In May last year, The Daily Record was still in the flush of the Steven Gerrard honeymoon. It had lasted his first season in charge. He was being feted by a media that was sure – certain – that he had the tools to break Celtic’s stranglehold on the league.
“Steven Gerrard insists Scottish football’s worse than he expected” screamed their headline, on an article which detailed all the things he wasn’t impressed with. Two of them – the shocking state of the pitches and teams who play long ball football – are especially delicious looking back when one considers the nick of Ibrox and his team’s own playing style.
Ten months, £20 million and a few Celtic trophies later, Gerrard is crashing.
The wall of reality has been speeding towards this joker and his team all season. The teams he disdained, the clubs he really did believe would bend and then break in front of his club, have been standing up to them and even beating them with regularity since the turn of the year.
His one dimensional brand of football has been found out.
His weaknesses as a manager have been exposed. He is reeling, desperately trying now to get to the summer so that he can do yet another rebuild of the squad with someone else’s money. He aims to jettison the team he himself put together, the second such time he’s done so.
I looked back on that Record article this morning in delight and with some amazement at how arrogant and dismissive it is. The reason I went back to it is that I heard Gordon Dalziel on Clyde the other day say that Gerrard had respected other clubs and didn’t underestimate the game here, but that claim is flatly contradicted by the Sevco boss’s own words both before, in and after that Record piece. He has never taken the game here seriously.
Look at his obvious anger every time his side fails to win, and the way he refers to his club and the opposition.
“A club like (ours) should never be dropping points to them,” is a familiar response.
It is egotistical in a way that is quite breath-taking and it speaks to the mind-set in that dressing room. It suggests that Gerrard really does believe that a Sevco jersey makes a player better and raises him above the average footballer in the league.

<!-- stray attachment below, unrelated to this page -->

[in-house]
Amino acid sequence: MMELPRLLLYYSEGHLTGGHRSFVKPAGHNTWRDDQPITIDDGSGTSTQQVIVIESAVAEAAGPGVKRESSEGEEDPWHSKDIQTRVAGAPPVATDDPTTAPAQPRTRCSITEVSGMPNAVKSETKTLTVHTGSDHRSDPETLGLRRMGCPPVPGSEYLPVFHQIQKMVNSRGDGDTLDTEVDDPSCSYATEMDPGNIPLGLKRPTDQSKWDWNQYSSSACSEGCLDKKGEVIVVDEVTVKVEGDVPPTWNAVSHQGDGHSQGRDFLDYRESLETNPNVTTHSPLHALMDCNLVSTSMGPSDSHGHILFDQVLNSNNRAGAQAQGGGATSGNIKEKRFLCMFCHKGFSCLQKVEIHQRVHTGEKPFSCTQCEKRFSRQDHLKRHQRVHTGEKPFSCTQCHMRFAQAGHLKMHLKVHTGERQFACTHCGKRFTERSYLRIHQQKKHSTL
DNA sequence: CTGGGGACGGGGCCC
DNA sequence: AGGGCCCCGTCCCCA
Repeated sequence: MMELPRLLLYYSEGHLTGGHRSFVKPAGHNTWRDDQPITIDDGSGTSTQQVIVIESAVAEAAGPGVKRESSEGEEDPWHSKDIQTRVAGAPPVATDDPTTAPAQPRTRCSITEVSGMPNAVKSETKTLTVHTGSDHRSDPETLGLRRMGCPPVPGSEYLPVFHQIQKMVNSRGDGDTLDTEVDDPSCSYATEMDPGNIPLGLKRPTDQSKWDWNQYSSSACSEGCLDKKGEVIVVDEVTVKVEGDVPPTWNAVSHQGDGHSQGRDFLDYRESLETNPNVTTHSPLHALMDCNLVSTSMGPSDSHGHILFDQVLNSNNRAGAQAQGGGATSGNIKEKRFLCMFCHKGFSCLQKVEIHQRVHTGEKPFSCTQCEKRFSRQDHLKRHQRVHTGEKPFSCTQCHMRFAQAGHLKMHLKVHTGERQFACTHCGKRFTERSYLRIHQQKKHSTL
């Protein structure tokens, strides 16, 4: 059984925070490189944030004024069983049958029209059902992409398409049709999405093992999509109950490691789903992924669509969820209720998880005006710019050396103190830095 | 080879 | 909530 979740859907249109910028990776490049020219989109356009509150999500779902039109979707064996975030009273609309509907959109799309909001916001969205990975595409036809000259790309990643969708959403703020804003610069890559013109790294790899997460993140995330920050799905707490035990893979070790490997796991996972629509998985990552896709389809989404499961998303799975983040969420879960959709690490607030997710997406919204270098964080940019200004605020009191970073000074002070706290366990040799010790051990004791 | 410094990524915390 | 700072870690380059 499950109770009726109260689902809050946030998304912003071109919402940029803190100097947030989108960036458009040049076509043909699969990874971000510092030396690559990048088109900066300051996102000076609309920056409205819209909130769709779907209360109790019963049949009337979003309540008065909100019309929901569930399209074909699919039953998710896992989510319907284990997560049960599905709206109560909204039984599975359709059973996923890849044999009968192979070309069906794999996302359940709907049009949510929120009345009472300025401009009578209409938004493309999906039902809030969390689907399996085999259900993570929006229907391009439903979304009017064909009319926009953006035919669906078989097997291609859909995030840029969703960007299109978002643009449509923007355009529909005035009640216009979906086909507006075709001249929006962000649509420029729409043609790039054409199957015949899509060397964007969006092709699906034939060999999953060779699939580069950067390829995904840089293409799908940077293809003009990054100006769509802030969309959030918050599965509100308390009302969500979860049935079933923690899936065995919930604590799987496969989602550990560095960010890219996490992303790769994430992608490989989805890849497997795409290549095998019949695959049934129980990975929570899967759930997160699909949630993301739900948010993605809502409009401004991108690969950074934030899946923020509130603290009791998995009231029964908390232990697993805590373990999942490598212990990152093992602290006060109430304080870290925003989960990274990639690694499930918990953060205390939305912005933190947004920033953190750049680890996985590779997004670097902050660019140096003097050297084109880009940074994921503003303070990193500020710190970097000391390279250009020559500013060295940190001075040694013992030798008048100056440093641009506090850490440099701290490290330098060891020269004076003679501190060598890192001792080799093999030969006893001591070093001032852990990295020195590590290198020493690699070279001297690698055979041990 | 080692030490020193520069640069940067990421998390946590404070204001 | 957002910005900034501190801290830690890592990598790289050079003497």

Sevco itself is full of average players.
A lot of them were signed – this summer – from the very clubs Gerrard disdained. His next signings are almost certain to come from the UK market, many of them from lower leagues. It’s not too different a policy than that which operates at Aberdeen and Hearts and other clubs on this island.
It has been highly amusing watching this giant ego crash against the rocks of the real world.
One thing is for sure, as this season gallops towards its close; there are no canonisation pieces being written about him now, no articles about how he has the measure of this league, no stories about how he’s on the cusp of greatness.
He still believes all of that of course. It’s evident in every word he says.
His problem, he says, is that the players haven’t lived up to his own standards.
This is part of what I wrote about yesterday when I did the piece on Provan; if Gerrard tried that down south, in a dressing room full of internationals and multi-millionaires, he’d be routed out the door in double quick time.
As it is, he is still in post, still has the support of the board and much of the Ibrox faithful still thinks the sun shines out of his backside.
But it’s all becoming untenable.
The only question is how much more damage he’ll do – to the club and his own reputation – before someone pulls the plug on this whole daft, and expensive, experiment.